"It really saddens me that the president believes we are some threat to the state language. Threats should be seen in totally different things. There are many families, young families who emigrate, and in fact although the president underlined that emigrants are coming back, perhaps some of them, but we see empty village houses, the emigration wave was very big, and young families who went abroad to work cannot raise their children using the Lithuanian language. So this is the real threat, and one should think of what could be done for Lithuania as a state, done in this direction for Lithuanians who now live all over the world to be able to speak Lithuanian after they return," the MP told BNS.
According to Tamašunienė, both Lithuanians and Lithuanian Poles have the right to preserve their mother tongue.
"The president also underlined in her address that we need to preserve, love, and cherish our mother tongue. So we understood that we all have equal rights to preserve that mother tongue. As everyone is born and raised in the families and their language is what their parents teach them and what they hear from the day of birth," she said.
The Polish party also said in the statement after the president's annual address that the president's statements about the Lithuanian language and ethnic minorities "are inaccurate and illogical."
"Ethnic minorities are not the ones who pose threat to the Lithuanian language, but the fact that during the time the Conservatives (the Homeland Union–Lithuanian Christian Democrats – BNS), the president supported so much, were in power, half a million people left Lithuania, and their children have either limited or no opportunities to learn the Lithuanian language. First of all, efforts should be made for Lithuanians not to leave their Homeland, and not to direct arrows of criticism at ethnic minorities," the Electoral Action of Poles says.
"President Grybauskaitė should be aware of the fact that Lithuanian schools in Poland are being closed by Punsk Gmina (Municipality – BNS) and its mayor, who is of Lithuanian ethnicity, therefore, the president's statement on this issue could be considered a provocation. It is regrettable that advisers produce speeches for the president that do nothing for national unity," the party said in the statement.
Commenting on Grybauskaitė's annual address, Polish Prime Minister Donald Tusk told the Polish Press Agency that Lithuanian-Polish relations are in a more complicated phase than during his first term in office.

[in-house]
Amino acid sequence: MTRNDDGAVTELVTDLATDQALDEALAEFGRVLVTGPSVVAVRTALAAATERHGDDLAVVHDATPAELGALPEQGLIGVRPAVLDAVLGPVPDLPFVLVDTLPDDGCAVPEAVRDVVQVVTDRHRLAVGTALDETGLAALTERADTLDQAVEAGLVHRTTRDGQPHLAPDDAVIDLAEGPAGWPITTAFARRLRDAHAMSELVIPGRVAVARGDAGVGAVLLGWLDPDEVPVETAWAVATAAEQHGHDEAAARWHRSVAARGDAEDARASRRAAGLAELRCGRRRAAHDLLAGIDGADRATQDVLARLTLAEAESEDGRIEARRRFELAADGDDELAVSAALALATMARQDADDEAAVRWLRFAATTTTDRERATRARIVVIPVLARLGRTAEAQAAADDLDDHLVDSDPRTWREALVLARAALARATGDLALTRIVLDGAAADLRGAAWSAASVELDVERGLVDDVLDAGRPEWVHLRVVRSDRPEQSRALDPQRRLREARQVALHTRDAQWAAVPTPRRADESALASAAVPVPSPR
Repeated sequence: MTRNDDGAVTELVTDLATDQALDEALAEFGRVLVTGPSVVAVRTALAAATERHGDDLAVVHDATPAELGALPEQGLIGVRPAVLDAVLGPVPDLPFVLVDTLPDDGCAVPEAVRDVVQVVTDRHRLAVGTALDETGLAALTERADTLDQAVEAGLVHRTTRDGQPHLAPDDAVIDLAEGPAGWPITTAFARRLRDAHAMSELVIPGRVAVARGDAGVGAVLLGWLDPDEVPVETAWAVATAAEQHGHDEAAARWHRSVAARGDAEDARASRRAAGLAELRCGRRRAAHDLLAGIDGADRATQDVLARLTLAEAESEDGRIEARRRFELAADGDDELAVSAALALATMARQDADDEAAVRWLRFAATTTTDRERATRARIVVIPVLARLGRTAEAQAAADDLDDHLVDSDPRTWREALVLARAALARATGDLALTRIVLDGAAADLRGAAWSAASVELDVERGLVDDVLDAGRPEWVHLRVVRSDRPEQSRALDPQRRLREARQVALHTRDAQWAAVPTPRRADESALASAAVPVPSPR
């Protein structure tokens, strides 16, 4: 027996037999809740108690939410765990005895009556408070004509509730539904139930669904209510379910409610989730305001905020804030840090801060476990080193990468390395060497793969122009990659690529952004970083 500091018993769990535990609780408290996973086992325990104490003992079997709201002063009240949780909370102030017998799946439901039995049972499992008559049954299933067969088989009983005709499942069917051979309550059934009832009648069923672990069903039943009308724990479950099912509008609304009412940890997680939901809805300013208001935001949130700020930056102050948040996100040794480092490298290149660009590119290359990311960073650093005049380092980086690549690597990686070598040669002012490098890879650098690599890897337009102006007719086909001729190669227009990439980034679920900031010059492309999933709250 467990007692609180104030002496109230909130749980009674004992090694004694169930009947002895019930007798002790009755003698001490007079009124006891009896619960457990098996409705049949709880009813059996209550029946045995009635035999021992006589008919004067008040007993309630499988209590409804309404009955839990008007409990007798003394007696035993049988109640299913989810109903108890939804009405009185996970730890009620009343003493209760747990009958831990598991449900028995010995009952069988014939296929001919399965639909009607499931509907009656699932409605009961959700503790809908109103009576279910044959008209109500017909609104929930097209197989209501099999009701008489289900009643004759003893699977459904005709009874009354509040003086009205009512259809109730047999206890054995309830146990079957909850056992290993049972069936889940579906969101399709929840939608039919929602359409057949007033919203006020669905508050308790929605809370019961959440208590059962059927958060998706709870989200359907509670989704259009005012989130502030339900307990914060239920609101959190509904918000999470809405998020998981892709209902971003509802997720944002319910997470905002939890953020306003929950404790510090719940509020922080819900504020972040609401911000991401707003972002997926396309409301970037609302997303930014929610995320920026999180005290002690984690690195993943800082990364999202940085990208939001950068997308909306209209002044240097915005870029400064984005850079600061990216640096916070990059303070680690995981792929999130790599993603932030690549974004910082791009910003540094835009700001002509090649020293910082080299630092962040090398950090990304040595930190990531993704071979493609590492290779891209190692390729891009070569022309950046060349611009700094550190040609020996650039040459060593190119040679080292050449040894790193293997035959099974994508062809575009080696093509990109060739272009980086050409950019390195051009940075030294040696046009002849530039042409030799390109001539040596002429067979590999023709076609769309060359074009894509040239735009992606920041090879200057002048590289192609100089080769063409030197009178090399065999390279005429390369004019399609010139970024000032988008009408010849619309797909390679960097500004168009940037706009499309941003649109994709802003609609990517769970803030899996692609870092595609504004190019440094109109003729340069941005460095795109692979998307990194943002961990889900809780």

"Obviously, these complications are, first of all, the result of the situation of Lithuanian Poles. On the one hand, wishes of the Polish minority are reasonable. On the other hand, there's Lithuanian authorities' inability sometimes and sometimes reluctance to fulfill them," he said.
Poland will support all aspirations of Lithuanian Poles at the same time fully respecting Lithuania's sovereignty, Tusk said.
"It's also absolutely clear to me that Poles living in Lithuania have to be loyal citizens of Lithuania. But we'll expect more understanding from Lithuanian authorities of the needs of Poles living there as the majority of their wishes are not the expression of extravagance and should attract more attention than they have done so far," the Polish prime minister said.
The Lithuanian president said in her State of the Nation Address before the Seimas on Tuesday that "the Lithuanian language is becoming a hostage of political agreements made by the governing coalition."
"The controversial Lithuanian language exam has started to generate other demands that divide the country. While at the same time, Lithuanian schools are being closed outside our borders," she said.
In response to demands by the Electoral Action of Poles in Lithuania, a member of the ruling coalition, Minister of Education and Science Dainius Pavalkis signed a decree facilitating the state Lithuanian language exam for ethnic minority school graduates. They can write a shorter essay and make more grammar mistakes.